Reverent Attitudes – Mason believed that ‘the form gives birth to the feeling’ and that our aversion to ‘mere forms’ and the feeling that it’s ‘best to leave the child to the natural expression of his own emotions’ may be wrong. That children should be taught how to be reverent – to show/feel deep and solemn respect – is something worthwhile to consider now when spiritual instruction has a tendency to be dumbed down. Children given twaddle and cartoon characters won’t develop habits of attention and real devotion. Turning everything into fun or entertainment won’t deliver inspiring ideas in spiritual things – and a single great idea can change the course of a life.

Regularity in Devotions – this was an opportunity for our reading group to share how we each went about laying down habits and it reinforced the fact that each family is different in how they go about this in their homes or even at different stages of family life.

Idealism can produce unrealistic expectations but family devotions doesn’t have to be complicated or look a certain way. It can be something simple such as praying together, reading the Bible aloud, some sort of devotional reading, listening to/singing a hymn together, or a child might ask a question and you take it from there; taking advantage of seasons such as Advent or Easter to introduce a time of devotions together.

Families are sometimes messy. Dads aren’t always around or some family members may be antagonistic to spiritual things but God will honour your efforts to pass on your faith to your children. We don’t have to wait for ideal circumstances – they may never come. As Deuteronomy 6 shows us, there are endless opportunities throughout the day and untold ways to impress these things of the heart upon our children:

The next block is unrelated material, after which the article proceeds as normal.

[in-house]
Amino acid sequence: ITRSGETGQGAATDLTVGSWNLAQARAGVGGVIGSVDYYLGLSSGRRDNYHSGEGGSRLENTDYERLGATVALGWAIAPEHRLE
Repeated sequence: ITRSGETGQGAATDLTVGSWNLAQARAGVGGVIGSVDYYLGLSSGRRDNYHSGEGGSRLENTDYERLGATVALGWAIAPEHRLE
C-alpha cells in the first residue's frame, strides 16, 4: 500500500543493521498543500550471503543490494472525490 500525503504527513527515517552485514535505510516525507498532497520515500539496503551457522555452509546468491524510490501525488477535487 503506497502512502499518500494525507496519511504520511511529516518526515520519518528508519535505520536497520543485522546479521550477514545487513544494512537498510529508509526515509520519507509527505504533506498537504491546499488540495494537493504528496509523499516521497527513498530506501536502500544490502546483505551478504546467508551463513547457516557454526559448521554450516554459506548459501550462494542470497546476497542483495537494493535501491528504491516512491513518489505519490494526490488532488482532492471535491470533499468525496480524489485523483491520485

‘These commandments that I give you today are to be on your hearts. Impress them on your children. Talk about them when you sit at home and when you walk along the road, when you lie down and when you get up. Tie them as symbols on your hands and bind them on your foreheads. Write them on the doorframes of your houses and on your gates.’ 

Which brings me to one of my favourite ideas from this chapter:

 That we make sure to prevent the separation of things sacred and things (so called) secular in the child’s mind and that we recognise that the Holy Spirit is the supreme educator of mankind. Instilling an overall sense of the presence of God in our children’s lives strengthens this aim. 

4 thoughts on “Charlotte Mason on Religious Education

  1. Bringing God into our everyday naturally is one of the beauties of choosing home education. I like that you reminded us that the perfect day never comes. I remember hearing a preacher once say you can lead a horse to water but you can't make him drink. Then he said but you can salt his oats. That's how I saw our time with our kids. Salting their oats – Good thoughts Carol.


  2. Hi Michelle, so true. They get to see you in the everyday and know that even though we don't always get things right, our intentions & heart were in the right place.